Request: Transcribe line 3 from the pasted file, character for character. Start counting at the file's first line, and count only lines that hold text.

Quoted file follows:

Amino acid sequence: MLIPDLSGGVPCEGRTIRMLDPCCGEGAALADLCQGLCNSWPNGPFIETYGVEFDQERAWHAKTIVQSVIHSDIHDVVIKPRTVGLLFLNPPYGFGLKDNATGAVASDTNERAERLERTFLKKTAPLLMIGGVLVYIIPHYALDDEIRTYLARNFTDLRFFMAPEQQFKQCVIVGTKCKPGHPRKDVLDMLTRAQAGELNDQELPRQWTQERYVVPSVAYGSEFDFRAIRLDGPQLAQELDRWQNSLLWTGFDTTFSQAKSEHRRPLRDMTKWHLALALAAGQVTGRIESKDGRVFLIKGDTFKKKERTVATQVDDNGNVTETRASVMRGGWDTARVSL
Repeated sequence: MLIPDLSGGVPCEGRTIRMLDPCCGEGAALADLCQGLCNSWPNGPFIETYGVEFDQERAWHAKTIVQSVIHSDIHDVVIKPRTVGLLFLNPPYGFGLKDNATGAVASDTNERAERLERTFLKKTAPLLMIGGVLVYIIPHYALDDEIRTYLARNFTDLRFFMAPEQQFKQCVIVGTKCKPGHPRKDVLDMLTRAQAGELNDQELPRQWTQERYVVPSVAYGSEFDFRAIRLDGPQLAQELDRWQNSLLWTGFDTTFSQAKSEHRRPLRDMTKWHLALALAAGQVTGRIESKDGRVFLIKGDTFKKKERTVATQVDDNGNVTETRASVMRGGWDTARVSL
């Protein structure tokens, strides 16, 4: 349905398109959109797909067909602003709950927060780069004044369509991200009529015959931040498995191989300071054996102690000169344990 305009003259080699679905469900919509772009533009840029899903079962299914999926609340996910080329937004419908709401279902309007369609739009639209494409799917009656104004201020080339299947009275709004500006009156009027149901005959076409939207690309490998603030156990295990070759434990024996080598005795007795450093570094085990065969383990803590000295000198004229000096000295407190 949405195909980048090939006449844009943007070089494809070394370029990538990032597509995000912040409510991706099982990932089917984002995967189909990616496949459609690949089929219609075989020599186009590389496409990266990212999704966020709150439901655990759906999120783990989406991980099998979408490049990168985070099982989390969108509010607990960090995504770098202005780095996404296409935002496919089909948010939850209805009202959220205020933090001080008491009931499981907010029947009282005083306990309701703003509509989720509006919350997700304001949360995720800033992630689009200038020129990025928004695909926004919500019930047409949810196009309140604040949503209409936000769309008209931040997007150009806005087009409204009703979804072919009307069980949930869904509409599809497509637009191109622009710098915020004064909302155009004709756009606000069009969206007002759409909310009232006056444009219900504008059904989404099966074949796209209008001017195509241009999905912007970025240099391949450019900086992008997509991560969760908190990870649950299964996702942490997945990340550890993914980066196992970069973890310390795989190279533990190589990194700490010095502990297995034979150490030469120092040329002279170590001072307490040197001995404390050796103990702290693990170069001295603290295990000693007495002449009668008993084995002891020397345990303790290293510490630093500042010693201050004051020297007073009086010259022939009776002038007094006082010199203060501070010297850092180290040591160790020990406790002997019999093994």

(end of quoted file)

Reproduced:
């Protein structure tokens, strides 16, 4: 349905398109959109797909067909602003709950927060780069004044369509991200009529015959931040498995191989300071054996102690000169344990 305009003259080699679905469900919509772009533009840029899903079962299914999926609340996910080329937004419908709401279902309007369609739009639209494409799917009656104004201020080339299947009275709004500006009156009027149901005959076409939207690309490998603030156990295990070759434990024996080598005795007795450093570094085990065969383990803590000295000198004229000096000295407190 949405195909980048090939006449844009943007070089494809070394370029990538990032597509995000912040409510991706099982990932089917984002995967189909990616496949459609690949089929219609075989020599186009590389496409990266990212999704966020709150439901655990759906999120783990989406991980099998979408490049990168985070099982989390969108509010607990960090995504770098202005780095996404296409935002496919089909948010939850209805009202959220205020933090001080008491009931499981907010029947009282005083306990309701703003509509989720509006919350997700304001949360995720800033992630689009200038020129990025928004695909926004919500019930047409949810196009309140604040949503209409936000769309008209931040997007150009806005087009409204009703979804072919009307069980949930869904509409599809497509637009191109622009710098915020004064909302155009004709756009606000069009969206007002759409909310009232006056444009219900504008059904989404099966074949796209209008001017195509241009999905912007970025240099391949450019900086992008997509991560969760908190990870649950299964996702942490997945990340550890993914980066196992970069973890310390795989190279533990190589990194700490010095502990297995034979150490030469120092040329002279170590001072307490040197001995404390050796103990702290693990170069001295603290295990000693007495002449009668008993084995002891020397345990303790290293510490630093500042010693201050004051020297007073009086010259022939009776002038007094006082010199203060501070010297850092180290040591160790020990406790002997019999093994």